The Supreme Court agreed that the ordinary course of business or financial affairs of the corporate debtor JIL cannot be that of providing mortgages to secure loans and facilities obtained by its holding company, that too at the cost of its own financial health and thus the transactions were neither in the ordinary course of business or financial affairs of corporate debtor JIL nor did they secure new value in the property acquired by corporate debtor JIL and hence are not excluded transactions under Section 43(3).
The Supreme Court thus noted that all the requirements of Section 43 were satisfied in the present case and the transactions were hit by Section 43 and the IRP was correct in issuing directions for release and discharge of the mortgages under Section 44.
The Supreme Court did not elaborate on whether the transactions were also undervalued and fraudulent as they had already been decided as preferential and their avoidance was approved. However, the Supreme Court noted that in the present case the NCLT recorded combined findings on the transactions being preferential, undervalued and fraudulent without making requisite enquiries to find out whether the transactions were indeed undervalued or fraudulent. The Bench therefore remarked that in the future it would be appropriate to deal with each question and issue separately and distinctly as the scope of enquiry to determine whether a transaction is undervalued is entirely different from determining whether it is fraudulent and/or preferential.
The Bench has further laid down a checklist to be followed by a resolution professional in order to identify and avoid preferential transactions under Section 43 of the Code. Thus, a transaction involving security provided by a third party does not automatically fall under the category of “preferential transaction” and these steps are required to be performed by the resolution professional to determine whether such transaction falls within the ambit of Section 43:
a) Organizing all the transactions backwards from the date of commencement of insolvency to the preceding two years and identify the person involved and categorize them as related parties and others;
b) Bifurcate the identified transactions into two sub-sets and the transactions involving non-related parties are to be further trimmed to include transaction of the preceding one year from the date of commencement of insolvency;
c) Examine the sub-sets to find (i) as to whether the transaction is of transfer of property or an interest thereof of the corporate debtor; and (ii) whether the beneficiary involved in the transaction stands in the capacity of creditor or surety or guarantor qua the corporate debtor. This would lead to shortlisting those transaction which seem to be preferential;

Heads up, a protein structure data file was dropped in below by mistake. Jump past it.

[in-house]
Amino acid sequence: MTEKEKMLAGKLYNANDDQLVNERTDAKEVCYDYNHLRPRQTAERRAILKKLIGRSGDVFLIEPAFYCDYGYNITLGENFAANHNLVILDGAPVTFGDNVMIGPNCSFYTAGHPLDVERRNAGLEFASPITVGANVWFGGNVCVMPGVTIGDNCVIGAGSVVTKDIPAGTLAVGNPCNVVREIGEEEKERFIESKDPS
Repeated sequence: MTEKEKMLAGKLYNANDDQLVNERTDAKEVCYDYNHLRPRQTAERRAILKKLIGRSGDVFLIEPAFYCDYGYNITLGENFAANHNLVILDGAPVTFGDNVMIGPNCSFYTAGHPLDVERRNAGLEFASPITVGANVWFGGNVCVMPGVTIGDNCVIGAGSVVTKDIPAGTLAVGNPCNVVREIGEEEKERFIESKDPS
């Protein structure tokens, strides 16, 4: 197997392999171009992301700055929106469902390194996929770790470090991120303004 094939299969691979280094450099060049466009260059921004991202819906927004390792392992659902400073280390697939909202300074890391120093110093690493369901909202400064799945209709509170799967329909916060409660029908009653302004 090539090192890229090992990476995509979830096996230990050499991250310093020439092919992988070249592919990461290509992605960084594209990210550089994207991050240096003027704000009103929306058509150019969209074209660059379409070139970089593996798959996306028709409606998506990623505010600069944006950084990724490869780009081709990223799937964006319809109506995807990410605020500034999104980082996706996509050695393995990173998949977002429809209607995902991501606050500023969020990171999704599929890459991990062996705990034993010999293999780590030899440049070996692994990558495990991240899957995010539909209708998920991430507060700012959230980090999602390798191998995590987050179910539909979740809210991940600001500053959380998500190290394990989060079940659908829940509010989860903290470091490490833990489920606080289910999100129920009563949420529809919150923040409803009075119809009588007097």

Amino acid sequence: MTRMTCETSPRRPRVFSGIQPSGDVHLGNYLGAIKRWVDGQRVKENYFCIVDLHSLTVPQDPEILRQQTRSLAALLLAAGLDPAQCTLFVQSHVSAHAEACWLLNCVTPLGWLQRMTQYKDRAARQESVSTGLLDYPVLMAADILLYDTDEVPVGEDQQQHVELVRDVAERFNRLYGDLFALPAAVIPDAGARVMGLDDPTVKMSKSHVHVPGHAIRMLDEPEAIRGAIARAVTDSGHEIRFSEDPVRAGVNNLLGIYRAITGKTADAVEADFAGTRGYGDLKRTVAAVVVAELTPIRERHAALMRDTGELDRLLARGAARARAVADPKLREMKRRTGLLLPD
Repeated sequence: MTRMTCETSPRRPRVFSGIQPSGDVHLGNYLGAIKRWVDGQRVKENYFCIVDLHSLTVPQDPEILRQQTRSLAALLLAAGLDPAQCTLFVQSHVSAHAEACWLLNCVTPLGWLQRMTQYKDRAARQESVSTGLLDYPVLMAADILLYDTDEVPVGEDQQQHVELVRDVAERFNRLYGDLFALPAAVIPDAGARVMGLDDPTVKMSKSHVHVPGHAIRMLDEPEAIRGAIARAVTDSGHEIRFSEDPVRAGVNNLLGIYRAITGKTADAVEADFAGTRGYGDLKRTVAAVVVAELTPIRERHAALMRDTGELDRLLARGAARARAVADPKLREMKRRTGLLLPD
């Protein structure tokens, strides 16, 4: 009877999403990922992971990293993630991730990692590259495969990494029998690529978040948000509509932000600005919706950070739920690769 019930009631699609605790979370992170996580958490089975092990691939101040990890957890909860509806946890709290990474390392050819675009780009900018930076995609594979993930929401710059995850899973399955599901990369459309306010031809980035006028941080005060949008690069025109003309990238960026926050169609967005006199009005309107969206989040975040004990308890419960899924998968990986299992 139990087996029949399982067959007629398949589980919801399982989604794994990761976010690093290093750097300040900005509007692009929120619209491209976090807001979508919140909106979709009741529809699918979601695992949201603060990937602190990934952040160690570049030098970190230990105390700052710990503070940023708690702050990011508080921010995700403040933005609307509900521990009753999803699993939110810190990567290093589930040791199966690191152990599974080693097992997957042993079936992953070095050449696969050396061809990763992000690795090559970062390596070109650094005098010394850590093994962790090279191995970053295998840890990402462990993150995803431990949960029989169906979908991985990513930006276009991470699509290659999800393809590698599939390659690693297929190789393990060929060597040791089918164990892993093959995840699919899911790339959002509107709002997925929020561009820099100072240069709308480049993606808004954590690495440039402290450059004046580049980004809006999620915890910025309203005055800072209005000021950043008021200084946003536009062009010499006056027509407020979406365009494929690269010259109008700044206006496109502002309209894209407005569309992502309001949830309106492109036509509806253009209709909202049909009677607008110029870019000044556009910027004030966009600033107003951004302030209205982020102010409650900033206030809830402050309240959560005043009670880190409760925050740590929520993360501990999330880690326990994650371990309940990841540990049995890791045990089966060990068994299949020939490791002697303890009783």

d) Scrutinize the transaction to find if the transfer is made on account of antecedent financial or operational debt or other liability owed by corporate debtor;
e) Scrutinize whether the transfer in question has the effect of putting such creditor, guarantor or surety in a beneficial position than it would have been in the event of distribution of assets as per Section 53 of the Code; if affirmative the transaction is a preferential transaction entered into in relevant time;
f) The last filtration is to make the transaction pass through clauses (a) and (b) of Section 43(3);
g) After the analysis, the IRP is required to apply to the Adjudicating Authority for necessary transactions that had passed through all the positive tests of sub-section (2) and (4) and also the negative test under sub-section (3).
While rejecting the argument that this judgment would have far reaching ramifications across the financing sector, as a large number of transactions become liable to be set aside as preferential, the Supreme Court has noted that bankers or financial institutions are supposed to, and they indeed, take up ‘due diligence’ so as to study inter alia, that the security against their loan/advance/facility is genuine and adequate. If they are at all entering into a transaction whereby a third party security, including that of a subsidiary company, is to be taken as collateral, they are obliged to undertake further due diligence so as to ensure that such third party security is a prudent and viable one and is not likely to be hit by any law. In that sequence, they remain under obligation to assure themselves that such third party whose security is being taken, is not already indebted or in red and is not likely to fail in dealing with its own indebtedness. In the context of IBC, such requirement is moreover imperative on a bare look at the provisions contained in Part II thereof. To conclude, if despite the knowledge that the security provider is itself in a precarious financial position, the lenders choose to take the business risk of accepting security from such third party and that too, for securing the loans/advances/facilities of a related party, they themselves remain responsible for present legal consequences.
1 Civil Appeal Nos. 8512-8527 of 2019